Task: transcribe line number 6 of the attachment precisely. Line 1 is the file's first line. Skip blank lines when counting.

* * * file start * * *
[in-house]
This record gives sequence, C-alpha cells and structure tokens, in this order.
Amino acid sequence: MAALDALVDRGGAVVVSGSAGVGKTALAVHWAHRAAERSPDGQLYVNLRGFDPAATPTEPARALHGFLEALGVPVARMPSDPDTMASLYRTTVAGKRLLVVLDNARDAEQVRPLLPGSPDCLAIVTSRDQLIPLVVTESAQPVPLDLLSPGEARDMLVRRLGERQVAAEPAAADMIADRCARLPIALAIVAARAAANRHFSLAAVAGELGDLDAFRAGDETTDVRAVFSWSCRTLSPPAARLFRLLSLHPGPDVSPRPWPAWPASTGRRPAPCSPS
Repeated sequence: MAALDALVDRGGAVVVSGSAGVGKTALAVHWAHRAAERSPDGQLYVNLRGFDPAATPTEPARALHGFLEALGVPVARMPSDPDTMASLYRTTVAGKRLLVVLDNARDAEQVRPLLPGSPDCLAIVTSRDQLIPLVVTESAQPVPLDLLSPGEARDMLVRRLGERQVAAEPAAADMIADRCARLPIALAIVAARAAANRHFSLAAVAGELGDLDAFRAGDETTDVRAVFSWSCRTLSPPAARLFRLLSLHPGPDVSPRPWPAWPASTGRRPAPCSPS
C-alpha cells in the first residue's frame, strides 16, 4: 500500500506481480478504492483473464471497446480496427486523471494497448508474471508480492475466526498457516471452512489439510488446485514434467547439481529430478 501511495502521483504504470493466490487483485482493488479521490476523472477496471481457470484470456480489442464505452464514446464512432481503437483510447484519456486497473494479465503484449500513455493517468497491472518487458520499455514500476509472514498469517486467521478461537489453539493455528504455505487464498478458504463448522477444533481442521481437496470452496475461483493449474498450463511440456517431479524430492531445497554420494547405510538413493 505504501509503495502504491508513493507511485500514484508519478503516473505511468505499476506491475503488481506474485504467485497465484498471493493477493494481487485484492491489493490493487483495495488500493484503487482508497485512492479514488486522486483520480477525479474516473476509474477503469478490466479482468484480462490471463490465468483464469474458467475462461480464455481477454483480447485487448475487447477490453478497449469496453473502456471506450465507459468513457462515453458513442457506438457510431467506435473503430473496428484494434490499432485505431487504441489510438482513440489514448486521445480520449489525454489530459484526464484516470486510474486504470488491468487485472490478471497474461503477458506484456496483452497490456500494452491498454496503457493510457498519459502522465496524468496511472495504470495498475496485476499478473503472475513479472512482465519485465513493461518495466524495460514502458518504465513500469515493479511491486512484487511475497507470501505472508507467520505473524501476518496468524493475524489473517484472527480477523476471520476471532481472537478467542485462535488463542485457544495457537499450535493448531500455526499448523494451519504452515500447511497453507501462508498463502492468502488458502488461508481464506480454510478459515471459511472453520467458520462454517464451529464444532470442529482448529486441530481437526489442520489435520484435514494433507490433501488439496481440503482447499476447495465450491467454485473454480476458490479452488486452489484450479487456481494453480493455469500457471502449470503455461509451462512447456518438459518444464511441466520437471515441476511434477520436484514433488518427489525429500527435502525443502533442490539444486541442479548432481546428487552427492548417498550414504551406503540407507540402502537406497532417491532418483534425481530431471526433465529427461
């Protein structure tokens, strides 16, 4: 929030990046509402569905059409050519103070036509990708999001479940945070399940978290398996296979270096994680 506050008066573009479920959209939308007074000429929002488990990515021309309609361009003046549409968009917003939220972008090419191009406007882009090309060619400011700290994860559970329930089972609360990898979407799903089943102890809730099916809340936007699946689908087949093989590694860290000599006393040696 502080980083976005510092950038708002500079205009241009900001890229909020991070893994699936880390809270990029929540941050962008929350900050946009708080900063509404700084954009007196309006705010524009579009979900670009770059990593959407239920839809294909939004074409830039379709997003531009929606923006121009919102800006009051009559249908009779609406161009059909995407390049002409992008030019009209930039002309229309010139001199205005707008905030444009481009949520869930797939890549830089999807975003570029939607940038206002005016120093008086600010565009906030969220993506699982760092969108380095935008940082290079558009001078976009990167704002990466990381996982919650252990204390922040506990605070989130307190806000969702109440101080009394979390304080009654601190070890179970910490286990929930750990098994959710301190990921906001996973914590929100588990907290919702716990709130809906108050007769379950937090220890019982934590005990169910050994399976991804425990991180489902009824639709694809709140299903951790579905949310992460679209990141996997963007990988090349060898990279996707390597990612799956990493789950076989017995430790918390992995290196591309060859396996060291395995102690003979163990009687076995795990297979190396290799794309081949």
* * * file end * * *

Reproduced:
């Protein structure tokens, strides 16, 4: 929030990046509402569905059409050519103070036509990708999001479940945070399940978290398996296979270096994680 506050008066573009479920959209939308007074000429929002488990990515021309309609361009003046549409968009917003939220972008090419191009406007882009090309060619400011700290994860559970329930089972609360990898979407799903089943102890809730099916809340936007699946689908087949093989590694860290000599006393040696 502080980083976005510092950038708002500079205009241009900001890229909020991070893994699936880390809270990029929540941050962008929350900050946009708080900063509404700084954009007196309006705010524009579009979900670009770059990593959407239920839809294909939004074409830039379709997003531009929606923006121009919102800006009051009559249908009779609406161009059909995407390049002409992008030019009209930039002309229309010139001199205005707008905030444009481009949520869930797939890549830089999807975003570029939607940038206002005016120093008086600010565009906030969220993506699982760092969108380095935008940082290079558009001078976009990167704002990466990381996982919650252990204390922040506990605070989130307190806000969702109440101080009394979390304080009654601190070890179970910490286990929930750990098994959710301190990921906001996973914590929100588990907290919702716990709130809906108050007769379950937090220890019982934590005990169910050994399976991804425990991180489902009824639709694809709140299903951790579905949310992460679209990141996997963007990988090349060898990279996707390597990612799956990493789950076989017995430790918390992995290196591309060859396996060291395995102690003979163990009687076995795990297979190396290799794309081949």